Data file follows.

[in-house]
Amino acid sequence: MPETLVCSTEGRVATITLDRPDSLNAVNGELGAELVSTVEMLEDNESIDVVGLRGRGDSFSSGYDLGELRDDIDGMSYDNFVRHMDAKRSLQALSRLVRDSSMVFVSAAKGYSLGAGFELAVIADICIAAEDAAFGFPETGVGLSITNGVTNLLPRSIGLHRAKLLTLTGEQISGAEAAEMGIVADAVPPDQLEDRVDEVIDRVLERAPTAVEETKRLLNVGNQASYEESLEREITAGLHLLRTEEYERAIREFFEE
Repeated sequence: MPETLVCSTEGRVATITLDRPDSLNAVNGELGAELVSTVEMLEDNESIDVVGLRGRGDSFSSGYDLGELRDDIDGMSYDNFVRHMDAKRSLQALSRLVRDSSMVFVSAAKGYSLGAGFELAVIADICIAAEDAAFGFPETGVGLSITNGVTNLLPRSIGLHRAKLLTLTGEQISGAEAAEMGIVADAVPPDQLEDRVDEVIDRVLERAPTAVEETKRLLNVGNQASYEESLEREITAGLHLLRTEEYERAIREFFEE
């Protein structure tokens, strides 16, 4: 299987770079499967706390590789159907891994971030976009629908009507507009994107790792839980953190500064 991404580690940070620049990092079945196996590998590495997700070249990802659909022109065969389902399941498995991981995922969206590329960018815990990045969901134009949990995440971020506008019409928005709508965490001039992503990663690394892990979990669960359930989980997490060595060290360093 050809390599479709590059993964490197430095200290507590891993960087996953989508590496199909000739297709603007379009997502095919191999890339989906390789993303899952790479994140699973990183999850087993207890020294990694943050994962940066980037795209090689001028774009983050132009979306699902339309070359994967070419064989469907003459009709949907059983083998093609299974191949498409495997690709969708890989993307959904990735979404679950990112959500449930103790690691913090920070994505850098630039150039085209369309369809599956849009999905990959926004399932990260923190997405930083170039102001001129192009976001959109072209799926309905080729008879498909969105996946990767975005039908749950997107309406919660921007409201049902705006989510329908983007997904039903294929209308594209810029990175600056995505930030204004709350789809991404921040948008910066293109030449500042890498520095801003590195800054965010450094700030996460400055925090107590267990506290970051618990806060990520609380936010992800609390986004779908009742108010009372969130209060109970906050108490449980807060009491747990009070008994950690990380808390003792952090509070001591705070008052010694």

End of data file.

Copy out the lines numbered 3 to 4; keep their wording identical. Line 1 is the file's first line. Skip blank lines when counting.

Repeated sequence: MPETLVCSTEGRVATITLDRPDSLNAVNGELGAELVSTVEMLEDNESIDVVGLRGRGDSFSSGYDLGELRDDIDGMSYDNFVRHMDAKRSLQALSRLVRDSSMVFVSAAKGYSLGAGFELAVIADICIAAEDAAFGFPETGVGLSITNGVTNLLPRSIGLHRAKLLTLTGEQISGAEAAEMGIVADAVPPDQLEDRVDEVIDRVLERAPTAVEETKRLLNVGNQASYEESLEREITAGLHLLRTEEYERAIREFFEE
């Protein structure tokens, strides 16, 4: 299987770079499967706390590789159907891994971030976009629908009507507009994107790792839980953190500064 991404580690940070620049990092079945196996590998590495997700070249990802659909022109065969389902399941498995991981995922969206590329960018815990990045969901134009949990995440971020506008019409928005709508965490001039992503990663690394892990979990669960359930989980997490060595060290360093 050809390599479709590059993964490197430095200290507590891993960087996953989508590496199909000739297709603007379009997502095919191999890339989906390789993303899952790479994140699973990183999850087993207890020294990694943050994962940066980037795209090689001028774009983050132009979306699902339309070359994967070419064989469907003459009709949907059983083998093609299974191949498409495997690709969708890989993307959904990735979404679950990112959500449930103790690691913090920070994505850098630039150039085209369309369809599956849009999905990959926004399932990260923190997405930083170039102001001129192009976001959109072209799926309905080729008879498909969105996946990767975005039908749950997107309406919660921007409201049902705006989510329908983007997904039903294929209308594209810029990175600056995505930030204004709350789809991404921040948008910066293109030449500042890498520095801003590195800054965010450094700030996460400055925090107590267990506290970051618990806060990520609380936010992800609390986004779908009742108010009372969130209060109970906050108490449980807060009491747990009070008994950690990380808390003792952090509070001591705070008052010694």